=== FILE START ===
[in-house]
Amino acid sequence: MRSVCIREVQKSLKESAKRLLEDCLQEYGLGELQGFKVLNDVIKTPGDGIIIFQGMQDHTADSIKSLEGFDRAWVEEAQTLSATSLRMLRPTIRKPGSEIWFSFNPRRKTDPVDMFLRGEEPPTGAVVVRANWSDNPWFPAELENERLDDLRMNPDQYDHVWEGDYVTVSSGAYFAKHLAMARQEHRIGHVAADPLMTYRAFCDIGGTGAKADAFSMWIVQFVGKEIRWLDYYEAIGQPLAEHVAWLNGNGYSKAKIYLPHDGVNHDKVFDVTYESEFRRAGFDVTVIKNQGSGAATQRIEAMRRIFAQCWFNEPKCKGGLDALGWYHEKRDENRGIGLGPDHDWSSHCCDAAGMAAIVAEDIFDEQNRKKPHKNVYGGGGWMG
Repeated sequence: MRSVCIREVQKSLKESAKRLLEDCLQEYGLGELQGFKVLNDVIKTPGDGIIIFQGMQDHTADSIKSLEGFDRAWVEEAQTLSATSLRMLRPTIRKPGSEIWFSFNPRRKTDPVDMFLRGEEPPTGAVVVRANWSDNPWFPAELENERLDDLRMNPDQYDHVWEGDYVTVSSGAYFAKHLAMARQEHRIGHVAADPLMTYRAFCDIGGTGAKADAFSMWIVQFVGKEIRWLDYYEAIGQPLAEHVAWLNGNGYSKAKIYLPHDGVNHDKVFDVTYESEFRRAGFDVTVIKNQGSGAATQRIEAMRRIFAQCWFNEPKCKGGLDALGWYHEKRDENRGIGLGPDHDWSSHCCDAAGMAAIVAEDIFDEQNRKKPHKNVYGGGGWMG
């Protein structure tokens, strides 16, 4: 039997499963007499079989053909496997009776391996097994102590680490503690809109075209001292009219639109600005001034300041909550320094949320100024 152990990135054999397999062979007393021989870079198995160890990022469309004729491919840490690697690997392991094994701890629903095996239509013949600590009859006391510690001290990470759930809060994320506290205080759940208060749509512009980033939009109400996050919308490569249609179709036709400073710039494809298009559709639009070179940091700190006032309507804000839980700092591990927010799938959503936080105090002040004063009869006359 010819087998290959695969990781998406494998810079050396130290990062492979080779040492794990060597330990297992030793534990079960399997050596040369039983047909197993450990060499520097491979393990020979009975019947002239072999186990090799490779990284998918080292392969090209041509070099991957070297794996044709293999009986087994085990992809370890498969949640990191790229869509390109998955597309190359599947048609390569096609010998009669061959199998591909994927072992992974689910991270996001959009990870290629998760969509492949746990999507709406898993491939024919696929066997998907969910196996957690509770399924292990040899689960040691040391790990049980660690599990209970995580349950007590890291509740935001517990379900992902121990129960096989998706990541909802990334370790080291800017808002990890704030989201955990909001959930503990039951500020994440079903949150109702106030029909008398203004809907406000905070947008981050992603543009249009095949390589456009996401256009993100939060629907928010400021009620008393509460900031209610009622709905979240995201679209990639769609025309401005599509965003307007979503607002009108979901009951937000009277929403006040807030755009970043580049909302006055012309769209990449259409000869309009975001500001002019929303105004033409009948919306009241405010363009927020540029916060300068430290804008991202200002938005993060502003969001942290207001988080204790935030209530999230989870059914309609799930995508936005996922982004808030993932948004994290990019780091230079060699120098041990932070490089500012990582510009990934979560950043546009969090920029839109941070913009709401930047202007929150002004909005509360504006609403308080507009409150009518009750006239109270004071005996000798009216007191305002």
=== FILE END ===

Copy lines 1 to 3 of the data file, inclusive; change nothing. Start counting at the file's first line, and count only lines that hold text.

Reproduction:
[in-house]
Amino acid sequence: MRSVCIREVQKSLKESAKRLLEDCLQEYGLGELQGFKVLNDVIKTPGDGIIIFQGMQDHTADSIKSLEGFDRAWVEEAQTLSATSLRMLRPTIRKPGSEIWFSFNPRRKTDPVDMFLRGEEPPTGAVVVRANWSDNPWFPAELENERLDDLRMNPDQYDHVWEGDYVTVSSGAYFAKHLAMARQEHRIGHVAADPLMTYRAFCDIGGTGAKADAFSMWIVQFVGKEIRWLDYYEAIGQPLAEHVAWLNGNGYSKAKIYLPHDGVNHDKVFDVTYESEFRRAGFDVTVIKNQGSGAATQRIEAMRRIFAQCWFNEPKCKGGLDALGWYHEKRDENRGIGLGPDHDWSSHCCDAAGMAAIVAEDIFDEQNRKKPHKNVYGGGGWMG
Repeated sequence: MRSVCIREVQKSLKESAKRLLEDCLQEYGLGELQGFKVLNDVIKTPGDGIIIFQGMQDHTADSIKSLEGFDRAWVEEAQTLSATSLRMLRPTIRKPGSEIWFSFNPRRKTDPVDMFLRGEEPPTGAVVVRANWSDNPWFPAELENERLDDLRMNPDQYDHVWEGDYVTVSSGAYFAKHLAMARQEHRIGHVAADPLMTYRAFCDIGGTGAKADAFSMWIVQFVGKEIRWLDYYEAIGQPLAEHVAWLNGNGYSKAKIYLPHDGVNHDKVFDVTYESEFRRAGFDVTVIKNQGSGAATQRIEAMRRIFAQCWFNEPKCKGGLDALGWYHEKRDENRGIGLGPDHDWSSHCCDAAGMAAIVAEDIFDEQNRKKPHKNVYGGGGWMG